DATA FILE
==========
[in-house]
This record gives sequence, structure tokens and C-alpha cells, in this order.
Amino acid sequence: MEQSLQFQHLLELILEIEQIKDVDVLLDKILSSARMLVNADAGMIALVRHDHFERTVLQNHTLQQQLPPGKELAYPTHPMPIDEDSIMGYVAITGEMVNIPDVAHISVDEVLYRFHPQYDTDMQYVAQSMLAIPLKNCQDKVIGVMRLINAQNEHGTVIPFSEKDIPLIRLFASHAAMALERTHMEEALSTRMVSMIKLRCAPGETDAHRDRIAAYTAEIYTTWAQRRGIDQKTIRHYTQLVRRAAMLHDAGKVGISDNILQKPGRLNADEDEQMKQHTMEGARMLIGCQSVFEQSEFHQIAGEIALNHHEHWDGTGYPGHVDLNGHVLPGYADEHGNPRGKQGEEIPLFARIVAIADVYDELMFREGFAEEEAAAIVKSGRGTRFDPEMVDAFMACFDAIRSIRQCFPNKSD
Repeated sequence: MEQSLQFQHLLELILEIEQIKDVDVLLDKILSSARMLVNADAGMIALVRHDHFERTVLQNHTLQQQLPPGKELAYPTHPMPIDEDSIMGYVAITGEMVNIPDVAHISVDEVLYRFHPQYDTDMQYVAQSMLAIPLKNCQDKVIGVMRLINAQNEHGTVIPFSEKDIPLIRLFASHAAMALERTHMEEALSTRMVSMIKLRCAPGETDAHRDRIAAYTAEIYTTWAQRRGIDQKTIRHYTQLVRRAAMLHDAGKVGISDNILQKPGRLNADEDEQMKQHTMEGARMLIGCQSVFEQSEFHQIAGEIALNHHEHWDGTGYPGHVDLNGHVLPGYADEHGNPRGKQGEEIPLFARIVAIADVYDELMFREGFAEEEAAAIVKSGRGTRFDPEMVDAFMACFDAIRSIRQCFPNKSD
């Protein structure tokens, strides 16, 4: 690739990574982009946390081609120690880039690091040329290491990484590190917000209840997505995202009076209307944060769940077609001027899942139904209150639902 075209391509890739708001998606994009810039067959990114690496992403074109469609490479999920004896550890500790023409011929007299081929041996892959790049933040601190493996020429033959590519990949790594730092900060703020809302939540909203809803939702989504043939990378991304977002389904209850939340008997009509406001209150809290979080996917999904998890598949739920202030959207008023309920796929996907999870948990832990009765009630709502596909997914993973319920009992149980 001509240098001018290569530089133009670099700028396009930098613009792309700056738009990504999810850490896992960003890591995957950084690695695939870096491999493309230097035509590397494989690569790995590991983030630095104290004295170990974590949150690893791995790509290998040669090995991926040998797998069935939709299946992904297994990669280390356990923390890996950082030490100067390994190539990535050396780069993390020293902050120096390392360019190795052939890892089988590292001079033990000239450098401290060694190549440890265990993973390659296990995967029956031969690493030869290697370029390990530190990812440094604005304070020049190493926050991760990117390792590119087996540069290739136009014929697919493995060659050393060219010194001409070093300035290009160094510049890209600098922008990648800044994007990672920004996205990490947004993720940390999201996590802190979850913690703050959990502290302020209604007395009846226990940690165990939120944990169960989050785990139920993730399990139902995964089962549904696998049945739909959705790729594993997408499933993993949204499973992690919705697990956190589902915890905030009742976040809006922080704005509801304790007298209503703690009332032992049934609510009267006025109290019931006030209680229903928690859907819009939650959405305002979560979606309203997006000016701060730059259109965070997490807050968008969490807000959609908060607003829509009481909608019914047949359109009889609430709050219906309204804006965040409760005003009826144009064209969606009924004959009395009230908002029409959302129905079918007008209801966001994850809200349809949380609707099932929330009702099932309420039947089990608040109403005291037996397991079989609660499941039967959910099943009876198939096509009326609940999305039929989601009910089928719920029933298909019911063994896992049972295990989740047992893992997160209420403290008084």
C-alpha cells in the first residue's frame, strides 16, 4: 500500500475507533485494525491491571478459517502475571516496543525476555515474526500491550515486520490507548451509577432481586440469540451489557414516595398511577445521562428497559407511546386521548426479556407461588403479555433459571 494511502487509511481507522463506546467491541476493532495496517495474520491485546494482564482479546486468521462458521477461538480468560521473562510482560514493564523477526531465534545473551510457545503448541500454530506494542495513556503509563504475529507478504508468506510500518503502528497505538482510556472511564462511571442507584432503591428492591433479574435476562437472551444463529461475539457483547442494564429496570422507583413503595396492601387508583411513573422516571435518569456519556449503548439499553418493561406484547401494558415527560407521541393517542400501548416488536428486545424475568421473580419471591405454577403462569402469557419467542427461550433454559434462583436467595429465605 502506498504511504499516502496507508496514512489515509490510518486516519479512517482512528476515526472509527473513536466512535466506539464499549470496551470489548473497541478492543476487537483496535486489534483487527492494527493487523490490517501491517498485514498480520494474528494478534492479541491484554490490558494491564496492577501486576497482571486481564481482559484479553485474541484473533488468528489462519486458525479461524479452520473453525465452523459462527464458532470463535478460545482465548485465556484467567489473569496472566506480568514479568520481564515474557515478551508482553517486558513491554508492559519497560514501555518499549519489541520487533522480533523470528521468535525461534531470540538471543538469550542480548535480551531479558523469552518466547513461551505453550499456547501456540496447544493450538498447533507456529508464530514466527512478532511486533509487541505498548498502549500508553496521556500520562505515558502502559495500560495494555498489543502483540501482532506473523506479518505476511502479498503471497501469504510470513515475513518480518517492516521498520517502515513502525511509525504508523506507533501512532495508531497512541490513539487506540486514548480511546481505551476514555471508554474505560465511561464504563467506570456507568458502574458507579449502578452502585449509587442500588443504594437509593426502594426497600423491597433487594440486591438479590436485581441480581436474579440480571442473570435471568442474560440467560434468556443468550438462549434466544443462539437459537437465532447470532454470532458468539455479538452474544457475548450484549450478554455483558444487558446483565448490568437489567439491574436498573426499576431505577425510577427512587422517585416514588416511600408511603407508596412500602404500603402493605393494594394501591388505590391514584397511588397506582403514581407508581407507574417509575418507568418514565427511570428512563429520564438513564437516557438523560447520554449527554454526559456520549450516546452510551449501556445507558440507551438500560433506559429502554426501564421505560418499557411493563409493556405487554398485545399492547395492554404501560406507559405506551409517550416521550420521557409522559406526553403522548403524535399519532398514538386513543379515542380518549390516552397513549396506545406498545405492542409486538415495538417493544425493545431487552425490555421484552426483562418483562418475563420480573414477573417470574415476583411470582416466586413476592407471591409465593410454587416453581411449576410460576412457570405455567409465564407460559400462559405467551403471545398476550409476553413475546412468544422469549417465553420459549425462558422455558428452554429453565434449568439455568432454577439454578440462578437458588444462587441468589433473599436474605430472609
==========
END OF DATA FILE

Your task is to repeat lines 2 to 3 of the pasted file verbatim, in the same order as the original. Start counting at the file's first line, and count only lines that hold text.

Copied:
This record gives sequence, structure tokens and C-alpha cells, in this order.
Amino acid sequence: MEQSLQFQHLLELILEIEQIKDVDVLLDKILSSARMLVNADAGMIALVRHDHFERTVLQNHTLQQQLPPGKELAYPTHPMPIDEDSIMGYVAITGEMVNIPDVAHISVDEVLYRFHPQYDTDMQYVAQSMLAIPLKNCQDKVIGVMRLINAQNEHGTVIPFSEKDIPLIRLFASHAAMALERTHMEEALSTRMVSMIKLRCAPGETDAHRDRIAAYTAEIYTTWAQRRGIDQKTIRHYTQLVRRAAMLHDAGKVGISDNILQKPGRLNADEDEQMKQHTMEGARMLIGCQSVFEQSEFHQIAGEIALNHHEHWDGTGYPGHVDLNGHVLPGYADEHGNPRGKQGEEIPLFARIVAIADVYDELMFREGFAEEEAAAIVKSGRGTRFDPEMVDAFMACFDAIRSIRQCFPNKSD